Name: Mary Wollstonecraft Shelley
Time of Origin: Earth, Switzerland, 1816.
Appearances: “The Company of Friends – Mary’s Story” to “Army of Death”
Doctor: Eighth Doctor
Fellow Companions: None known
Mary is a particularly significant companion for The Doctor as she is a prominent figure in history even without coming in contact with him, known to the world for writing the famous novel Frankenstein, inspired by the circumstances under which she originally met The Doctor.
Originally the daughter of political philosopher William Godwin, Mary was convinced to leave home by the charismatic poet Percy Shelley. Percy originally promised Mary a life of adventure, abandoning his life and child to be with her, but Percy went on to have an affair with Mary’s half-sister Claire while they were staying in Geneva, lacking any real belief in fidelity – and despite Claire’s own greater interest in fellow resident Lord Byron -, and leaving Mary feeling fundamentally dejected about her life and the direction it was currently taking.
During one night at Byron’s house on the shores of Lake Geneva, just as they were planning to write ghost stories to entertain themselves for the next few nights, Mary and her friends were shocked to be visited by a disorientated figure, covered with various injuries and blisters, who appeared to introduce himself as ‘Doctor Frankenstein’ before collapsing into a death-like coma, forcing them to take him into the house to try and treat him. Unable to do anything about the seemingly fatal injuries beyond leaving him to relax in the study, their guest’s condition grew ever more precarious as time went on, only recovering briefly to mention that he required lightning to ‘resurrect’ himself and make various vague claims that he knew Mary.
When their strange visitor apparently died of his injuries, Percy- currently high on laudanum – suggested that they conduct an experiment, using lightning from the storm that night to see what effect large volts of electricity might have on a human corpse (Inspired by a similar experiment on a frog’s legs), only for the lightning to revive their visitor’s body in the form of a hideous monster before he fled into the night. Tracking the ‘monster’ to a strange blue box – refusing to be frightened of the figure’s hideous appearance when he was clearly afraid himself -, Mary was shocked to discover that the box – the TARDIS – was bigger inside than it was outside, becoming even more confused when ‘Frankenstein’ claimed that she had travelled with him for years despite her never having met him before.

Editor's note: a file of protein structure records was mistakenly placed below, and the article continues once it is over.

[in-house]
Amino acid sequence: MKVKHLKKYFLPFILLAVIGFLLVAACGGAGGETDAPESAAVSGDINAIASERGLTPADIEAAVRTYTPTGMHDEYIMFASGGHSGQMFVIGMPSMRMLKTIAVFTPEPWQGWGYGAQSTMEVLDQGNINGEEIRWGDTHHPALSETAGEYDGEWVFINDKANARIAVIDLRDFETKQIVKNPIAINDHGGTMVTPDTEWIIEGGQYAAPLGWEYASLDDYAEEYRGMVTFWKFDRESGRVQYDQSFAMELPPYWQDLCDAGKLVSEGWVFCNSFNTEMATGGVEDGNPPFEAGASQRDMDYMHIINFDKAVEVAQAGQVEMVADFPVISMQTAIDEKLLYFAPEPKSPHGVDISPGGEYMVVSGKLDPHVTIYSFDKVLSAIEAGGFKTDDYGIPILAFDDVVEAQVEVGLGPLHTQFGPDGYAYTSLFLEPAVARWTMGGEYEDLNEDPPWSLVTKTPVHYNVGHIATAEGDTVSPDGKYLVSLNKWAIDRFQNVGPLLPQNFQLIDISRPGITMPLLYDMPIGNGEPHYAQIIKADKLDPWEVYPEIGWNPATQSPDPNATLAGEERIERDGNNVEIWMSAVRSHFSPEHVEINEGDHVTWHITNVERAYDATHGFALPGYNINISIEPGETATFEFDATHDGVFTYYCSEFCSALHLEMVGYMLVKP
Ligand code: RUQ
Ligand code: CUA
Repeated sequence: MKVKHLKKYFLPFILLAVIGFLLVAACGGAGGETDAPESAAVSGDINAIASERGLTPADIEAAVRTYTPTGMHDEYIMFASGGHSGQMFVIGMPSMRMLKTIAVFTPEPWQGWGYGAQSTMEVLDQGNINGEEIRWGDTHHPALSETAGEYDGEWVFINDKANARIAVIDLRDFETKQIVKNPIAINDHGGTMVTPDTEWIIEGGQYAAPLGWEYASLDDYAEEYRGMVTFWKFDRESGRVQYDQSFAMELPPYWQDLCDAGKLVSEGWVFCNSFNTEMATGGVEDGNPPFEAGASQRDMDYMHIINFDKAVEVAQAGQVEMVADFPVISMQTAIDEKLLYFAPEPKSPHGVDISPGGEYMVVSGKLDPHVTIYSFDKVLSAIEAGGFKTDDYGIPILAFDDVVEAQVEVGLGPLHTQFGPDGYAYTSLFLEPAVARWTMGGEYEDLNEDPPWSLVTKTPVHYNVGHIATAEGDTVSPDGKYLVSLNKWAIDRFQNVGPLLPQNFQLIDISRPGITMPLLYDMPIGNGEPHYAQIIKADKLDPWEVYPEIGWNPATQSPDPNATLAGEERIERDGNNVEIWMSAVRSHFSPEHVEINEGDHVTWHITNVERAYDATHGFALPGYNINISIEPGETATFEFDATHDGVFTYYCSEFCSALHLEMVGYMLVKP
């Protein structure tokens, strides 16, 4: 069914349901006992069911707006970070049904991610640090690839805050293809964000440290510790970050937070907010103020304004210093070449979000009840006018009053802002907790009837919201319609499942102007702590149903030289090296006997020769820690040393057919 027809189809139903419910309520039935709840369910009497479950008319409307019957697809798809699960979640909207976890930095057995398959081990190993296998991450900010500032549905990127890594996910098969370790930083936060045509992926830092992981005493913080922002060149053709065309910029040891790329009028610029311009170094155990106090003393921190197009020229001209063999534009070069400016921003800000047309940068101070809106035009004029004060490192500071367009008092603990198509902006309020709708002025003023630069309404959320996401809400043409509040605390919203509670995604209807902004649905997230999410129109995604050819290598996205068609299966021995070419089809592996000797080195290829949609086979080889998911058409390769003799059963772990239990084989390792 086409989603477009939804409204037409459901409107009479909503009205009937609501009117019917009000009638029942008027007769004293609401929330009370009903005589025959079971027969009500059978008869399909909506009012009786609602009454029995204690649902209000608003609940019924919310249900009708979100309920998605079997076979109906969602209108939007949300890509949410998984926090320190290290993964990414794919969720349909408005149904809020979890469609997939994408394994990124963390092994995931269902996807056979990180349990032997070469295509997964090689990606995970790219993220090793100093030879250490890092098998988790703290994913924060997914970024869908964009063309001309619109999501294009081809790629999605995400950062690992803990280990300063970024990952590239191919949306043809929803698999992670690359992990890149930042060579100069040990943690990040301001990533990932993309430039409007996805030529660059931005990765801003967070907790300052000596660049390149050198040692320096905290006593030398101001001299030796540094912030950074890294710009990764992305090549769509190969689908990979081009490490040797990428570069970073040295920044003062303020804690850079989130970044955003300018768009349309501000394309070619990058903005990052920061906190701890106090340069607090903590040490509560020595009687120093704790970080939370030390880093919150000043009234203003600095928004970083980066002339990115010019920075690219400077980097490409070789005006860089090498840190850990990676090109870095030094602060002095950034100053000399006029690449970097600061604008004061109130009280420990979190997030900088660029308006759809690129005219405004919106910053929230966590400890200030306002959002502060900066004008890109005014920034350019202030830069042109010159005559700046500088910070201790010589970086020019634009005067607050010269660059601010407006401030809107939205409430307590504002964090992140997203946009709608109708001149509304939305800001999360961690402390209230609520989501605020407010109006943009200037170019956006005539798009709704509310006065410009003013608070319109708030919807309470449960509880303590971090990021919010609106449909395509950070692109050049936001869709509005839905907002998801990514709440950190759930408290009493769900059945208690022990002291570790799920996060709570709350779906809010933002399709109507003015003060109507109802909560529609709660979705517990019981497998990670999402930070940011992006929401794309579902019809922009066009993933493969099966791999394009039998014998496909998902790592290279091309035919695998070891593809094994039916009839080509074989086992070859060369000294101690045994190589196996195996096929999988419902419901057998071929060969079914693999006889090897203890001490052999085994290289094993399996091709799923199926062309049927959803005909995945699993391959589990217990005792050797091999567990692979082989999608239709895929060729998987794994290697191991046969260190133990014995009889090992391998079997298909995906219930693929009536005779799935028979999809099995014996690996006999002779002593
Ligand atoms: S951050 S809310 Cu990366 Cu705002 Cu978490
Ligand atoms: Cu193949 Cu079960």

Although he was able to briefly explain to her that he had been infected with vitrius time as a result of a breach in the TARDIS’s internal structure during a temporal storm, the injuries caused by the corrosive energy hindering his ability to regenerate, the stranger was forced to send a signal to get help before ordering Mary to run before he lost control of himself again… only for Mary to encounter a younger version of the man – revealed to be the Eighth Doctor – when the TARDIS materialised back in the house while the ‘monster’ attacked the outside. Realising that the other creature was his future self, the newly-arrived Doctor was able to calm his monstrous counterpart down with the TARDIS key, concluding that the TARDIS had brought his future self here after his injuries to receive the necessary treatment to trigger a renewal. Noting that his future TARDIS was too damaged to restore itself and its Doctor to health, the past Doctor used a power cell from his TARDIS to restore its future self, allowing the future Doctor to recover before departing after thanking his past self.